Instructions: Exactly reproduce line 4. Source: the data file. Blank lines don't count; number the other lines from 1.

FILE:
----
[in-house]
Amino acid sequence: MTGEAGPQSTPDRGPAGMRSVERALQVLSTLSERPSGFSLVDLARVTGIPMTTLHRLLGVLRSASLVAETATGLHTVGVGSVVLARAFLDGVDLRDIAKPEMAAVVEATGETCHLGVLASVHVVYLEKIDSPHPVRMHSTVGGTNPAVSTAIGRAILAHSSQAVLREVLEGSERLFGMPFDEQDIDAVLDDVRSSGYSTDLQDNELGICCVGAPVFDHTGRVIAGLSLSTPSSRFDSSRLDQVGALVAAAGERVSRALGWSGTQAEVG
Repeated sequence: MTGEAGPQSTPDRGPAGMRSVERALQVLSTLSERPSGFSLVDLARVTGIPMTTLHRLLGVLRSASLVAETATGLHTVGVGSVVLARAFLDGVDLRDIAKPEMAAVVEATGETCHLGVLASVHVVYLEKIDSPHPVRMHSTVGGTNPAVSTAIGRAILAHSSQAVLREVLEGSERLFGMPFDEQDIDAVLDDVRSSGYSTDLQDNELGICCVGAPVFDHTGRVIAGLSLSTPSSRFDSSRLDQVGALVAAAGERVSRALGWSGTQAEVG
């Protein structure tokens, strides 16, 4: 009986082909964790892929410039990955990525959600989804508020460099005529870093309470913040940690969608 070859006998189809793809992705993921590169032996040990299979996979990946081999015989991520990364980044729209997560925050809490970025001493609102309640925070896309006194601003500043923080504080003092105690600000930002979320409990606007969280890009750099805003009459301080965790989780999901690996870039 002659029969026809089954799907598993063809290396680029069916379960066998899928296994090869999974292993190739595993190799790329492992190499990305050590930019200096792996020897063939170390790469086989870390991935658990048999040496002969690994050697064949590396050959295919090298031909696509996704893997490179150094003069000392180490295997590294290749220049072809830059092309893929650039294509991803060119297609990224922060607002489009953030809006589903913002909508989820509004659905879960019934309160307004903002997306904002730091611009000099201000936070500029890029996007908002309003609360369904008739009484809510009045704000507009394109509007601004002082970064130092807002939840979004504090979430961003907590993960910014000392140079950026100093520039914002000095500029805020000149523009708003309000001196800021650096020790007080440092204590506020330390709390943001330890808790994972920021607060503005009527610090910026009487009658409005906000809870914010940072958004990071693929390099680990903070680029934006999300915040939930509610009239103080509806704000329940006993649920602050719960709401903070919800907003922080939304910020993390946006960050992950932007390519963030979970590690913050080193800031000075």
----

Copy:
């Protein structure tokens, strides 16, 4: 009986082909964790892929410039990955990525959600989804508020460099005529870093309470913040940690969608 070859006998189809793809992705993921590169032996040990299979996979990946081999015989991520990364980044729209997560925050809490970025001493609102309640925070896309006194601003500043923080504080003092105690600000930002979320409990606007969280890009750099805003009459301080965790989780999901690996870039 002659029969026809089954799907598993063809290396680029069916379960066998899928296994090869999974292993190739595993190799790329492992190499990305050590930019200096792996020897063939170390790469086989870390991935658990048999040496002969690994050697064949590396050959295919090298031909696509996704893997490179150094003069000392180490295997590294290749220049072809830059092309893929650039294509991803060119297609990224922060607002489009953030809006589903913002909508989820509004659905879960019934309160307004903002997306904002730091611009000099201000936070500029890029996007908002309003609360369904008739009484809510009045704000507009394109509007601004002082970064130092807002939840979004504090979430961003907590993960910014000392140079950026100093520039914002000095500029805020000149523009708003309000001196800021650096020790007080440092204590506020330390709390943001330890808790994972920021607060503005009527610090910026009487009658409005906000809870914010940072958004990071693929390099680990903070680029934006999300915040939930509610009239103080509806704000329940006993649920602050719960709401903070919800907003922080939304910020993390946006960050992950932007390519963030979970590690913050080193800031000075």